Sunday, September 02, 2001

Newport stealing Hofbrauhaus

Cincinnati expected beer garden for the Banks

By Terry Flynn
The Cincinnati Enquirer

        NEWPORT — Auf Wiedersehen, Cincinnati. It appears the Hofbrauhaus is coming to Newport.

        A pair of Northern Kentucky developers and the Cincinnati Restaurant Group Inc. are in the final stages of a lease agreement to build a Hofbrauhaus restaurant/beer garden in the block bordered by Third Street, Saratoga Street, Washington Street and Southgate Alley.

        It is the same Hofbrauhaus — a copy of the famous Hofbrauhaus in Munich, Germany — that was to be built on Cincinnati's riverfront. City leaders and developers have considered the project a key entertainment cornerstone of the Banks development project.

        The Banks is to run along the riverfront between the Reds' Great American Ball Park and the Bengals' Paul Brown Stadium. Plans call for stores, restaurants, apartments and parks.

        Nick Ellison of Fort Thomas said he and his partner, local businessman Eric Haas, “basically have the deal. The lease is currently being reviewed, but we think we have all the hurdles overcome. We're not out of the woods, but we are convinced we will have everyone signed on the dotted line very soon.”

        Negotiations are unfolding between the developers and Cincinnati Restaurant Group, the company overseeing U.S. expansion for Hofbrauhaus Muenchen. No city dollars are involved, and Newport officials do not need to sign off on the deal.

        The developers own the property, which is zoned for a restaurant.

        If a deal happens, work on the Newport project is expected to begin soon with an opening date of June 2002.

        Andi Udris, former Cincinnati economic development director and head of Cincinnati Restaurant Group, confirmed from his new home in Kansas City that the lease was under review. The deal in Newport looks solid, he said.

        “The building is exactly the right size and appearance,” he said of the one-story brownstone structure that is more than 100 years old and once housed a beer distributing business. “And it's a great location.”

        Cincinnati leaders say they have not been competing with Newport to attract the restaurant-beer garden.

        “Most of that is fabricated,” Cincinnati City Manager John Shirey said Saturday. “There was never any race or any competition. If they decided to go to Newport, that's a decision they've made on their own.”

Part of riverfront fun

        Mr. Ellison said Hofbrauhaus officials in Munich “liked the idea that there was a building ready to go, and they very much like it being in a new entertainment district. Of course, they also want their own identity.”

        Newport on the Levee, just a block from the site, opens in early October. It eventually will have about 50 tenants, including a 20-screen AMC multiplex theater, a 3-D IMAX theater, a GameWorks, a Shadowbox theater, a number of restaurants and specialty shops, and the 2-year-old Newport Aquarium.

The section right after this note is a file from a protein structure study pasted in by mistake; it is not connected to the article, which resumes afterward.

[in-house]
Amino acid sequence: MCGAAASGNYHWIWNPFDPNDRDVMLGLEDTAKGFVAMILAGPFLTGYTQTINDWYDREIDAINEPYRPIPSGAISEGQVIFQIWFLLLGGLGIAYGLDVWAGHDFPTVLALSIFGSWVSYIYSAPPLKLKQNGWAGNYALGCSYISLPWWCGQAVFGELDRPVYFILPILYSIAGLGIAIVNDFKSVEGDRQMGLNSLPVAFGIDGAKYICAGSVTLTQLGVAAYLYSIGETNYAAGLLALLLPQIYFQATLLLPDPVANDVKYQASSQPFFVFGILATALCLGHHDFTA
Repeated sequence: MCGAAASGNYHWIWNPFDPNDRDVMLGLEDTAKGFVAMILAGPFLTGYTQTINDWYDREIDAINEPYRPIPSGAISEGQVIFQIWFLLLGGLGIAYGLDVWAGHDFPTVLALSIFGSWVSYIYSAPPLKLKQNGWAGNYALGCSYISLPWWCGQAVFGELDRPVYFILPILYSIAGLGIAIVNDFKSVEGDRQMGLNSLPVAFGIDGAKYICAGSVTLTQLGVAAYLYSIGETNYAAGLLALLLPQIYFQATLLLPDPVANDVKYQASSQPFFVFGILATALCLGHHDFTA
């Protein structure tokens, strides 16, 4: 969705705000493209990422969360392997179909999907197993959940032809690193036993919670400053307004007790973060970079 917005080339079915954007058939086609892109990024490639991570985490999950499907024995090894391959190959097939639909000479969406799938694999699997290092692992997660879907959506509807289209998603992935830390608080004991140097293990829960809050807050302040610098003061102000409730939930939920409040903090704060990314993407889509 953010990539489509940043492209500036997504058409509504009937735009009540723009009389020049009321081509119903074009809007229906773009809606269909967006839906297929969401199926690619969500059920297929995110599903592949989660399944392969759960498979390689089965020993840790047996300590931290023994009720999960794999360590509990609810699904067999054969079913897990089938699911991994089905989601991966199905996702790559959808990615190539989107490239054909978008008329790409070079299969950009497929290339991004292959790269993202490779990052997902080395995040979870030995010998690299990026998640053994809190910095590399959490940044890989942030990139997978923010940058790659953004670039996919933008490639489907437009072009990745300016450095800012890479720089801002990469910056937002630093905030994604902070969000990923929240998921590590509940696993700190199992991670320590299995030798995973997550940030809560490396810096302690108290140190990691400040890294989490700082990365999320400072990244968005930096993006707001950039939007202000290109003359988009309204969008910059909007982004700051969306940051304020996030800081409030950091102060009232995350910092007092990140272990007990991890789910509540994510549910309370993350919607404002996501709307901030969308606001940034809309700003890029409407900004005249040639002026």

“By being on our own property, we maintain a separate identity,” Mr. Ellison said. “But at the same time, (we will be) a part of the overall entertainment picture on the river front.”

        The restaurant will seat about 350 customers inside, and Mr. Ellison said the plan calls for an outside beer garden that will accommodate another 250-300 people.

        There will be parking on site for about 160 vehicles, but the 2,000-car parking garage at Newport on the Levee is within easy walking distance.

        Hofbrau Muenchen is the Bavarian state brewery and the Hofbrauhaus is among the most prominent tourist attractions in Munich — a sister city of Cincinnati. It draws about 1.8 million visitors per year. The only brauhaus operation outside Munich is in Hong Kong.

        The Hofbrauhaus comes to Newport on the heels of another Cincinnati defection — the Great Inland Seafood Festival. It moved to the Newport riverfront this summer after 14 years in Cincinnati.

        The Newport Aquarium also was originally planned for downtown Cincinnati. However, it was built in Newport with tax assistance from the state through the Kentucky Tourism Act.

        “It's clear the people in Newport are all going in one direction,” Mr. Udris said. “There is help from the governor and the state, and they know what direction they want the city to go.”

        Just a month ago, Mr. Udris was discussing the possibility of the Hofbrauhaus coming to the Banks. Hamilton County officials are still seeking funds to pay for $68 million in parking garages that will physically support the project.

        “We think this location is a winner for several reasons,” Mr. Ellison said. “We will attract customers from both sides of the river. And we are within a short drive of about 55,000 college students. That will be one of our target markets.”


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